The IRS’s “Future State” Plan May Leave Critical Taxpayer Needs and Preferences Unmet
TAXPAYER SERVICE: The IRS Has Developed a Comprehensive “Future State” Plan That Aims to Transform the Way It Interacts With Taxpayers, But Its Plan May Leave Critical Taxpayer Needs and Preferences Unmet
During the past year and a half, the IRS has developed a “future state” plan that is likely to bring about a fundamental transformation in the way it treats taxpayers. There are many positive components of the plan, including the goal of creating online accounts through which taxpayers will be able to obtain information and interact with the IRS.
But the plan also raises at least two significant concerns.
First, implicit in the plan – and explicit in internal discussions – is an intention on the part of the IRS to substantially reduce telephone and face-to-face service.
Second, to the extent taxpayers require help, the IRS is developing procedures to enable third parties like tax return preparers and tax software companies to provide it – an approach that will increase taxpayer compliance costs.
The IRS receives more than 100 million taxpayer calls and five million taxpayer visits each year, so a significant reduction in these services will leave taxpayer needs unmet and force millions of taxpayers to pay for help, and generate additional taxpayer frustration with the IRS. As a result, confidence in the fairness of the tax system may erode, and taxpayer frustration and alienation may lead over time to a lower rate of voluntary compliance.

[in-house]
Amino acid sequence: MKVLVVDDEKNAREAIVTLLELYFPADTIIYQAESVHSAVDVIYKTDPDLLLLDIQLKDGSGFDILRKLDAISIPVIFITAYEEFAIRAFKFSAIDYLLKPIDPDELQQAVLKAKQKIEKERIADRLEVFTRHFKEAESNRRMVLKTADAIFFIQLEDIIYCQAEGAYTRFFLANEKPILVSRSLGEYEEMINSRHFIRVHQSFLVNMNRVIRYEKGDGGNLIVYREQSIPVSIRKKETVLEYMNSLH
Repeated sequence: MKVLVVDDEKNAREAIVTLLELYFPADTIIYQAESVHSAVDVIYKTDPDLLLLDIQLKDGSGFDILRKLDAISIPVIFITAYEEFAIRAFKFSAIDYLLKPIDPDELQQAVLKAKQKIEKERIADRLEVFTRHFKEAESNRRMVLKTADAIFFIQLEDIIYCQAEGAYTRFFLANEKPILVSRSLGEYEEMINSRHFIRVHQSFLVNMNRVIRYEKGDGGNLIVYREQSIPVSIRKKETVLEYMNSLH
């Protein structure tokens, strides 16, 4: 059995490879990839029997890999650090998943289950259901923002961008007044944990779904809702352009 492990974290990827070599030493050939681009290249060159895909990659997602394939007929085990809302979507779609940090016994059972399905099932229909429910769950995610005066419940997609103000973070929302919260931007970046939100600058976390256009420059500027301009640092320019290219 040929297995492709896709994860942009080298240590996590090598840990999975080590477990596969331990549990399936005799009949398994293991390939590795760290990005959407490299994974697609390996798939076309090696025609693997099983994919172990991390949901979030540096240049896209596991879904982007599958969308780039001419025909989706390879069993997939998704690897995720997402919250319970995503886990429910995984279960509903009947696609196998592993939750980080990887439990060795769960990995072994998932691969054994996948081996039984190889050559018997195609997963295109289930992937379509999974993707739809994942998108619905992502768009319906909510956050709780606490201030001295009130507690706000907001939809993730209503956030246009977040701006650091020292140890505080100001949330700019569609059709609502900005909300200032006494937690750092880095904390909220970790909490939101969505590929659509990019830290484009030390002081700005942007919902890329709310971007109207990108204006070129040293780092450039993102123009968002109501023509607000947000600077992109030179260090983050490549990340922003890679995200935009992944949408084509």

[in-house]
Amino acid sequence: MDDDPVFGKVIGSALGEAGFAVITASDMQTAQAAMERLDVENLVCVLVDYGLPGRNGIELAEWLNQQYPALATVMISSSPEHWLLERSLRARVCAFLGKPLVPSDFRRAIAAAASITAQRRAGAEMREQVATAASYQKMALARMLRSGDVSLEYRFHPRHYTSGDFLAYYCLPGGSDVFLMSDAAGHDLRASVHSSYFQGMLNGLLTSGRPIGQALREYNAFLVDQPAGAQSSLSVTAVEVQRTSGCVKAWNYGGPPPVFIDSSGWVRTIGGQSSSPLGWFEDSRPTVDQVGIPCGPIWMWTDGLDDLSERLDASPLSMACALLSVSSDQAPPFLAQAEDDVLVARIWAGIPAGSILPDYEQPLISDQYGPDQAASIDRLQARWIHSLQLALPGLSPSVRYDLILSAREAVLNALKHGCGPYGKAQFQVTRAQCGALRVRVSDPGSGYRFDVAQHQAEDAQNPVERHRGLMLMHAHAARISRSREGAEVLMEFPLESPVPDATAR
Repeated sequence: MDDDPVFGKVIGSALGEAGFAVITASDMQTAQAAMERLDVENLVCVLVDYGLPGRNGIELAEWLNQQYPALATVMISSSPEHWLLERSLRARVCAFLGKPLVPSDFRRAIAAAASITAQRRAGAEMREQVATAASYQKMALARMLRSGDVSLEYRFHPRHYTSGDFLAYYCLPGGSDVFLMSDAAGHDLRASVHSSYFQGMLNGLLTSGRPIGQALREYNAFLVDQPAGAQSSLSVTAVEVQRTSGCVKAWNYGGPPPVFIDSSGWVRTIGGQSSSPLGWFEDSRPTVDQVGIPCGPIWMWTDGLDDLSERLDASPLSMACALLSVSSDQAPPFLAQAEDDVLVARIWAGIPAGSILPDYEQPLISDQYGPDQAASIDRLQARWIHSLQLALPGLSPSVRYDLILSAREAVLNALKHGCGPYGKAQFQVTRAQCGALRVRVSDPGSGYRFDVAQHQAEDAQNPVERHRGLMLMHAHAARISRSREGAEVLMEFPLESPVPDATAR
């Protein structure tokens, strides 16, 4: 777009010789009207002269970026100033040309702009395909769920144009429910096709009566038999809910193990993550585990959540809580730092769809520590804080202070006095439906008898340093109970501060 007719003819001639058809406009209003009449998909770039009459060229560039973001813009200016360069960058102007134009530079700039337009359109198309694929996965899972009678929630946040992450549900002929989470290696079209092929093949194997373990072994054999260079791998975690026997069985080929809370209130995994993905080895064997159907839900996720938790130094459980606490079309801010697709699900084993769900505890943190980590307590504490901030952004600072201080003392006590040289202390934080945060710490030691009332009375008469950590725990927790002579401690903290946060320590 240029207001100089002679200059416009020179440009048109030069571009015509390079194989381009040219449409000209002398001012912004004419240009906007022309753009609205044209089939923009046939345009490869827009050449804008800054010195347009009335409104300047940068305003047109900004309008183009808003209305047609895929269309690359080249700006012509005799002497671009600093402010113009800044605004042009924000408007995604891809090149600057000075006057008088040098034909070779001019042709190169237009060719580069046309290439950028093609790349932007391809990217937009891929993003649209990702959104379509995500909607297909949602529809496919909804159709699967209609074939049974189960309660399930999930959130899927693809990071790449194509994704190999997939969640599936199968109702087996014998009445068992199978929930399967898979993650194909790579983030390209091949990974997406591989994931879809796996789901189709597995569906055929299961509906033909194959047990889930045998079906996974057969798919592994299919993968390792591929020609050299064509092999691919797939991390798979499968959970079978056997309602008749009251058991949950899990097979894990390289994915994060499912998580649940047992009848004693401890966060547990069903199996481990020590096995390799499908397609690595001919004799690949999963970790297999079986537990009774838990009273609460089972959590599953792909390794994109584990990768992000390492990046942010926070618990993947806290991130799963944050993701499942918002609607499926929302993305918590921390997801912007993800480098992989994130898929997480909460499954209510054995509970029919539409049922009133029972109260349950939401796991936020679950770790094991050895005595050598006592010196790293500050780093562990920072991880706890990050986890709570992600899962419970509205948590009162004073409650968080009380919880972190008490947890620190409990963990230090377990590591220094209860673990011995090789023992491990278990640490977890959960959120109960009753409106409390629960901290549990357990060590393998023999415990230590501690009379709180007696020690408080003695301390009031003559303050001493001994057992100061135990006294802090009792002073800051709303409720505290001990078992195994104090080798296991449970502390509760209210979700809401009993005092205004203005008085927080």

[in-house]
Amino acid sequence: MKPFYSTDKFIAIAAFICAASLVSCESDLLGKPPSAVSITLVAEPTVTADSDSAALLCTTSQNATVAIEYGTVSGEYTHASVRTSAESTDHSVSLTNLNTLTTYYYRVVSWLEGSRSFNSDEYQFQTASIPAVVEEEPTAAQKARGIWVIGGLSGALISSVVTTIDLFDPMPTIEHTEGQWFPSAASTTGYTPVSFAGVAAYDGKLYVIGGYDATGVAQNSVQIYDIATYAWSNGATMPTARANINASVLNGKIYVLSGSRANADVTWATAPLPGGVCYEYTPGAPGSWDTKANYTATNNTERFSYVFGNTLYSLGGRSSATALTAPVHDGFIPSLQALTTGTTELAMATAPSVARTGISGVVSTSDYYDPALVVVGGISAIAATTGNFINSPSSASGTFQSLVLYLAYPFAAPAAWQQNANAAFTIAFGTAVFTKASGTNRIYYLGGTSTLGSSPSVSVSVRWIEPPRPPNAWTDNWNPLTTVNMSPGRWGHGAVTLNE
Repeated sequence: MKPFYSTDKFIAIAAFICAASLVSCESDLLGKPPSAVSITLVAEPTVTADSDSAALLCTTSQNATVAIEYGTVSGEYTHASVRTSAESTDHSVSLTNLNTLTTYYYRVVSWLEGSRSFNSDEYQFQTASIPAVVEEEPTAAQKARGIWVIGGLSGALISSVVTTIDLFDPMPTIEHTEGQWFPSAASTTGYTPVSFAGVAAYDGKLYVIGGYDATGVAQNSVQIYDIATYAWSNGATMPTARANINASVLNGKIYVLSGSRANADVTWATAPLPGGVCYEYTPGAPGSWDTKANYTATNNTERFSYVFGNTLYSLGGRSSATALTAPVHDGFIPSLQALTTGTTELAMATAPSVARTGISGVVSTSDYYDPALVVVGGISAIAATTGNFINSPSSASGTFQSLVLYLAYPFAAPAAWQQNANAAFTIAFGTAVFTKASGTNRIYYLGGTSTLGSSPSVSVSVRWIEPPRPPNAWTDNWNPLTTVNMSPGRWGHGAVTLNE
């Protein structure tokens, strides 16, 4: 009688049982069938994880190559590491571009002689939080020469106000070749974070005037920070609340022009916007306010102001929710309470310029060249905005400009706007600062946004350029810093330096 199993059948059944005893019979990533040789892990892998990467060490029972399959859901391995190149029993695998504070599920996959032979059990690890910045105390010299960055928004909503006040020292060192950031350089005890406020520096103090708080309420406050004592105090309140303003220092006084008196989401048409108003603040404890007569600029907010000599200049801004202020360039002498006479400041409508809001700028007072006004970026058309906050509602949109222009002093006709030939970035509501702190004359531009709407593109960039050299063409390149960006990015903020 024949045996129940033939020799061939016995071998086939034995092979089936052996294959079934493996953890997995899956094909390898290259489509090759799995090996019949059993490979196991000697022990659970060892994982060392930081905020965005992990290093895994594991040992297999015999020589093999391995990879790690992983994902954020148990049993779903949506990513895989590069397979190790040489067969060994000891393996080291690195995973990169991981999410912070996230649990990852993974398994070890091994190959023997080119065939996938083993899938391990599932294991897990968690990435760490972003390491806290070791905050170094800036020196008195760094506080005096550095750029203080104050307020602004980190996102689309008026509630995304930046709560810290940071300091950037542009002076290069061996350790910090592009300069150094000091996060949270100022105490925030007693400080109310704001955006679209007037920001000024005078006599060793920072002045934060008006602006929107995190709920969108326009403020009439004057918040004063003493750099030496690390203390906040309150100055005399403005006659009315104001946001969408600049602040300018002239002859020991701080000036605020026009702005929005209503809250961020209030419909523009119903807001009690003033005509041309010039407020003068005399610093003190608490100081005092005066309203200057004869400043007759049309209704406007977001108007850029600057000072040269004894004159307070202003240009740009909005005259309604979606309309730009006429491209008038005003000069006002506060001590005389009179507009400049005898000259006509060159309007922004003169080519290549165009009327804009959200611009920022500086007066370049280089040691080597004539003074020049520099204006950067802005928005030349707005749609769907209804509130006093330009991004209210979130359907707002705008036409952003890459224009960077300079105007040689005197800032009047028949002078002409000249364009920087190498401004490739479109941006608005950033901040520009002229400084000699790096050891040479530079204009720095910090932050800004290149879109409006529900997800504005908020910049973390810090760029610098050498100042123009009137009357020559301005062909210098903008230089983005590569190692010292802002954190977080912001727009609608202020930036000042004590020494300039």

In June, the National Taxpayer Advocate recommended that the IRS make its plan public and seek comments from taxpayers, practitioners, and others. To date, the IRS has not done so.
In this report, the National Taxpayer Advocate reiterates her recommendation that the IRS immediately publish its plan and solicit public comments, and recommends that Congress hold hearings during the next few months on the future state of IRS operations.
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